Contact is important, but what about the other tens of thousands of years?

February 6, 2009

I have to say that I am quite disappointed with my Native American Studies class this semester. I was (apparently naively) assuming that we would focus more on Native American culture and more on the history of the Native American peoples before first contact with the European nations. I was, however, wrong.

We spent the first two weeks covering the pre-contact era and have now suddenly began talking about the first encounters with the Spanish in Mexico. I understand that there is not really a whole lot known about the Native Americans before contact, but there is certainly plenty of available knowledge out there to fill a semester-long course! Of course I also understand that the first contact with Europeans is extremely important because of the incredibly devastating effects it had on Native American culture and society, but I have already heard so much about it, that I really don’t want to spend another semester discussing it.

My hope was to learn something of the vast variety of cultures in the Americas before the Europeans destroyed all of them. I have to say I am extremely disappointed in that.

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About the Author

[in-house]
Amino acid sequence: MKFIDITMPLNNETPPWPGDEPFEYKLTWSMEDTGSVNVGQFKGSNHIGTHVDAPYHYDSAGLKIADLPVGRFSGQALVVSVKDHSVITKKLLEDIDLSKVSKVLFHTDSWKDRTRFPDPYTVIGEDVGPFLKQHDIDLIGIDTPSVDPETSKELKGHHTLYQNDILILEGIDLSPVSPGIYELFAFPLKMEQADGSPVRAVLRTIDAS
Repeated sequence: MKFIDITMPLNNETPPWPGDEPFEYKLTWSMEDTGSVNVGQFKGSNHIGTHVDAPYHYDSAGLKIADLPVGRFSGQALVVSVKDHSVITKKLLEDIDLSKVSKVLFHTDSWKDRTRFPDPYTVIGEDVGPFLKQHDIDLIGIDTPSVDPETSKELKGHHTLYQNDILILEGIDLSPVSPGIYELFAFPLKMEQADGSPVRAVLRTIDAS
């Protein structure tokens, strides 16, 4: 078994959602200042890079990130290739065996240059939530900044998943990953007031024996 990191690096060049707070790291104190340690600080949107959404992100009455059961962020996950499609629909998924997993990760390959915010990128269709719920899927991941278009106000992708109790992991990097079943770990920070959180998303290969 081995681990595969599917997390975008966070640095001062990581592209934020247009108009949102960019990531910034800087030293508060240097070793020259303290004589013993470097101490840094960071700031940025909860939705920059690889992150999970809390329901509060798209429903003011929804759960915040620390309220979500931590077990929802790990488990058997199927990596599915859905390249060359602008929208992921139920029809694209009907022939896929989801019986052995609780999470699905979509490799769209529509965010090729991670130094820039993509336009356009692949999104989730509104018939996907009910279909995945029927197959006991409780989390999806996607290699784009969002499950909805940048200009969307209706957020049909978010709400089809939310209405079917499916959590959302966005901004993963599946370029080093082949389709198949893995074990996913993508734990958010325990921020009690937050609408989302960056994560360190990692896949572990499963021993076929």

Alex Seifert
Alex is a developer, a drummer and an amateur historian. He enjoys being on the stage in front of a large crowd, but also sitting in a room alone, programming something or writing about history.

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  1. February 12, 2009 4:58 pm  link

    Do you really believe that the Europeans destroyed “ALL” of the Native American cultures? I think the Navajo, Hopi, Apache, and Gila Indians in my state would disagree with that.

  2. February 12, 2009 6:02 pm  link

    I don’t think the Europeans necessarily destroyed ALL of their cultures per se (I suppose I should have worded it better in my post), but I do think the European influence did destroy the, for lack of a better word, “purity” of their cultures, which is what I am most interested in learning about. The cultures before European influence. We hear so much about their cultures after European contact that I would like to hear more about their cultures before European contact. Not to say that their modern cultures today are not fascinating in their own right, I was just hoping to learn something I haven’t already heard before.

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